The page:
As smaller nations of this region, it is a common assumption that the cuisine of Southeast Asia mostly originates from two powerhouse countries – China and India. Though most of the delicious dishes we’ve come to know and love have local adaptations, you can only find the best ones in Muslim-friendly Southeast Asian countries such as Singapore, Malaysia and Indonesia.
Even though the “ownership” of our selected dishes may be debatable, there is no doubt that these delectable favourites will leave you wanting more. Here are six mouth-watering dishes that you can only find in Southeast Asia — brace yourselves!
1. Roti Prata
Crispy on the outside but soft and chewy on the inside, roti prata is a dish you can enjoy anytime of the day. It is derived from the Hindi word and dish, Paratha, meaning ‘flat’. Roti Prata or Roti Canai (as it is known in Malaysia) is a tweaked version of the original pancake version from Punjab, India.
There are many variations of this dish as some prata connoisseurs would add egg, onions, cheese, chocolate and even durian! It is best eaten with fish or mutton curry on the side.
2. Nasi Goreng Pattaya
Despite its name, Nasi Pattaya is believed to have originated from Malaysia. It is essentially fried rice enveloped in a thin omelette and topped with a light drizzle of chili or tomato sauce, and a side of cucumber. In Indonesia, it is called nasi goreng amplop, which translates to envelope fried rice.
There are many variations of the fried rice used in this delicious dish. A combination of skill and precision is involved in the preparation of Nasi Pattaya, especially with how the fried rice is ‘enveloped’ by a thin layer of egg.
You might not know what to expect when this local dish is presented but Rojak is more than just a local favourite in Singapore and Malaysia. It is often used as a symbol of the diverse society that makes up these countries. The name translates to “mixture” in colloquial Malay.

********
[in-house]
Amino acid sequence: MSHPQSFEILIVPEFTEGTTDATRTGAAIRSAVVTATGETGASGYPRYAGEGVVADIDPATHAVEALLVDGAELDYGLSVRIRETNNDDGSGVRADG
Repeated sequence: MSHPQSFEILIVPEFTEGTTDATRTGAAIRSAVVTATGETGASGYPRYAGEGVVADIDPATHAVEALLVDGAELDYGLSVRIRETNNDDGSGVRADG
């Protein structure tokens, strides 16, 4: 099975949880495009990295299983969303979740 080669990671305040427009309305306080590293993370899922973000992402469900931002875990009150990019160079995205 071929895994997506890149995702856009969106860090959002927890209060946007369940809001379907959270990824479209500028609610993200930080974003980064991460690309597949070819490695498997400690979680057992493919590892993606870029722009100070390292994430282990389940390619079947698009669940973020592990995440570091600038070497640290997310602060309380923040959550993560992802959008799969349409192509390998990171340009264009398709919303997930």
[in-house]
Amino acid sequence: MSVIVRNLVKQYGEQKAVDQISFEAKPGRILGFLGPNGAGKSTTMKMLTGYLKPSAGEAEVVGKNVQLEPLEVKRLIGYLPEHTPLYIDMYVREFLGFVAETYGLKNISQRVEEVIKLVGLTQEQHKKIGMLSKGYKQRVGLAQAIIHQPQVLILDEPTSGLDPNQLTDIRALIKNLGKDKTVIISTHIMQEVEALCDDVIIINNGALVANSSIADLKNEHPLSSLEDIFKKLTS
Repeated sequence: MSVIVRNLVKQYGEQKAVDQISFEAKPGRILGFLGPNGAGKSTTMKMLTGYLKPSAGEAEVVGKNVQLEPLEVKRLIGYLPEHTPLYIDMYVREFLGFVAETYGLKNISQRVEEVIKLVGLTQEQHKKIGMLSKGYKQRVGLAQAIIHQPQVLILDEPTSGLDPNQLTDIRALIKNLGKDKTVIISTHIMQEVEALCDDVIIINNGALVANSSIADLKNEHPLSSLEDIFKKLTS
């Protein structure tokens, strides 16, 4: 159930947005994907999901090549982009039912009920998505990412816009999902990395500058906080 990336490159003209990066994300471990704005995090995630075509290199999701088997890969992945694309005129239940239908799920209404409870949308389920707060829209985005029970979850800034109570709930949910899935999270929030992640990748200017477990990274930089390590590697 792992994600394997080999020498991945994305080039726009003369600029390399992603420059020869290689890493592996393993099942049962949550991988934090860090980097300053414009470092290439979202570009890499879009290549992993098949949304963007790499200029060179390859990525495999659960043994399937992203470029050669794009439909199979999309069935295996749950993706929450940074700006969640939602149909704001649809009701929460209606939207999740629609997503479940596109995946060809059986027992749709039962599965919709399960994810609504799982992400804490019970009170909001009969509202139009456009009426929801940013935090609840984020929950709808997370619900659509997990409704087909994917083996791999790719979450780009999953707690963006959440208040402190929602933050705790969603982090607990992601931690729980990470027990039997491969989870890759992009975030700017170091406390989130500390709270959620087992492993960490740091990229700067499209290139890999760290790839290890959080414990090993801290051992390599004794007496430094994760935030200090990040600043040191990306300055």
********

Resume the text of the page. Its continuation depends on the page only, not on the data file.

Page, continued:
There are two variations of the Rojak, which are unique but can be commonly found in Singapore, Malaysia and Indonesia. The Chinese twist to the Rojak is a salad of mixed fruits, such as pineapples and unripe apples, vegetables like cucumber and radish, dough fritters with sticky black sauce and chopped peanuts.
The other variation is more commonly found in Singapore and Malaysia, with a strong Indian influence. Indian rojak contains fried dough and prawn fritters, boiled potatoes, chopped cucumber and a variety of seafood, such as cuttlefish. Everything is topped off with a tangy-sweet sauce made from prawn paste. Some folks in Malaysia eat this rojak dish with yellow noodles!
4. Fish Head Curry
This dish was believed to be created by an Indian chef named M.J. Gomez from Kerala, India. It was modified to suit the taste buds of Singaporeans and Malaysians as it was common for them to cook the head of a fish in local dishes. Red Snappers are usually the fish of choice while tamarind paste is mixed into the curry for a more distinct flavour.
Despite being ubiquitous to Indian cuisine, fish head curry seems to be beloved amongst the local Chinese in Singapore and Malaysia!
5. Nasi Lemak
This dish may seem like it’s only loved by the Malays, but Nasi Lemak is for everyone. Nasi Lemak literally translates to “fat rice”. This is due to the rich fat content in the dish all thanks to the use of coconut milk.
Although there are many unique variations of this meal, it is commonly eaten with sambal (chilli paste), deep fried ikan bilis (anchovies), fried egg and sliced cucumbers. Singaporeans enjoy their Nasi Lemak with fried chicken or grilled fish paste called otah, while Malaysians prefer to savour this dish with rendang, a spicy beef dish.
6. Chili crab
This uniquely Singaporean dish consists of mud crabs that are stir-fried in a sweet and savoury sauce, made from tomatoes and chillies. The semi-thick sauce is made more scrumptious with a beaten egg mixed into it and is best eaten with mantou, a type of fried Chinese bun. Be ready to get your hands dirty to full savour this gastronomic dish.
When it comes to food, trust us when we say that the list can go on and on! Let’s hope that these six dishes can inspire your food hunt around Southeast Asia. Perhaps you’ll stumble upon something even more intriguing and delicious.